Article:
Ultrafast Electron Diffraction (UED) sources
Introduction: Ultrafast Electron Diffraction (UED) is an indispensible tool for the study of molecular dynamics and ultrafast chemistry. Despite several advantages of the use of electrons over the use of x-rays, UED has one crucial disadvantage: Coulomb interactions limit attainable pulse duration and dilute beam quality. Several schemes are being investigated with our GPT code to study and reduce the deteriorating effects of Coulomb interactions in various UED sources.
Reversal of a 'ellipsoidal' Coulomb explosion by rf-techniques
This method relies on space-charge and well-chosen initial conditions to create an approximately ellipsoidal bunch. In theory this bunch can be recompressed by a downstream rf-cavity to conditions matching the photo-emission process. In practice pulse duration and beam quality are limited by an accumulation of small effects due to non-linear space-charge forces and non-linear external fields. In the paper listed below, the DC electrostatic field, solenoids and the rf-cavity are all imported into GPT as cylindrically symmetric field-maps, calculated by superfish. The time-consuming task of finding the optimal settings for all beamline components was partly automated with the GPT multi-dimensional optimizer.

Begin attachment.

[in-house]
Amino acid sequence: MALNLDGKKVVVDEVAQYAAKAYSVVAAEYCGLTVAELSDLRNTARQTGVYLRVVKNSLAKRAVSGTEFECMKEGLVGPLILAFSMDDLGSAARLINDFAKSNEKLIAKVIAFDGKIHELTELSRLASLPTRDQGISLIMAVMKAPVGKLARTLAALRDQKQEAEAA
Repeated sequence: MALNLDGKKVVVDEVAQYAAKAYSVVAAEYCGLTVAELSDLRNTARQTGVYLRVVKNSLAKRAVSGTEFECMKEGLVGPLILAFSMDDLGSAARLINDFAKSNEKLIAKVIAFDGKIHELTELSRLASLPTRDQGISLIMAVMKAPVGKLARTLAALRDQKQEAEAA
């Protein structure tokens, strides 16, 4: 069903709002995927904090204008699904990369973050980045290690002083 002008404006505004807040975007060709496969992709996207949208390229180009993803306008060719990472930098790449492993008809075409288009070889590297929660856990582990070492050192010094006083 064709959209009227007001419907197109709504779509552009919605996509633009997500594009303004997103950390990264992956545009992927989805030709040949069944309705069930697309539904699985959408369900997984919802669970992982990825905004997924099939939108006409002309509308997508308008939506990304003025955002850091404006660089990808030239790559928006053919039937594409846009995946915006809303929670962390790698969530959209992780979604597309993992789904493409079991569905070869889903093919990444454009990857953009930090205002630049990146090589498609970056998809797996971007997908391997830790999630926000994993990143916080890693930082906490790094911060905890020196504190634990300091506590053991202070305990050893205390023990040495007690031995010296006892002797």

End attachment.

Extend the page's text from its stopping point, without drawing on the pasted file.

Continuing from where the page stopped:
|Electron source concept for single-shot sub-100 fs electron diffraction in the 100 keV range||Compression of subrelativistic space-charge-dominated electron bunches for single-shot femtosecond electron diffractionon|
JAP 102, 093501 (2007)
T. van Oudheusden, E. F. de Jong, S. B. van der Geer, W. P. E. M. Op ’t Root, and O. J. Luiten, and B. J. Siwick
PRL 105 (26), art. no. 264801 (2010).
Van Oudheusden, T., Pasmans, P.L.E.M., Van Der Geer, S.B., De Loos, M.J., Van Der Wiel, M.J., Luiten, O.J.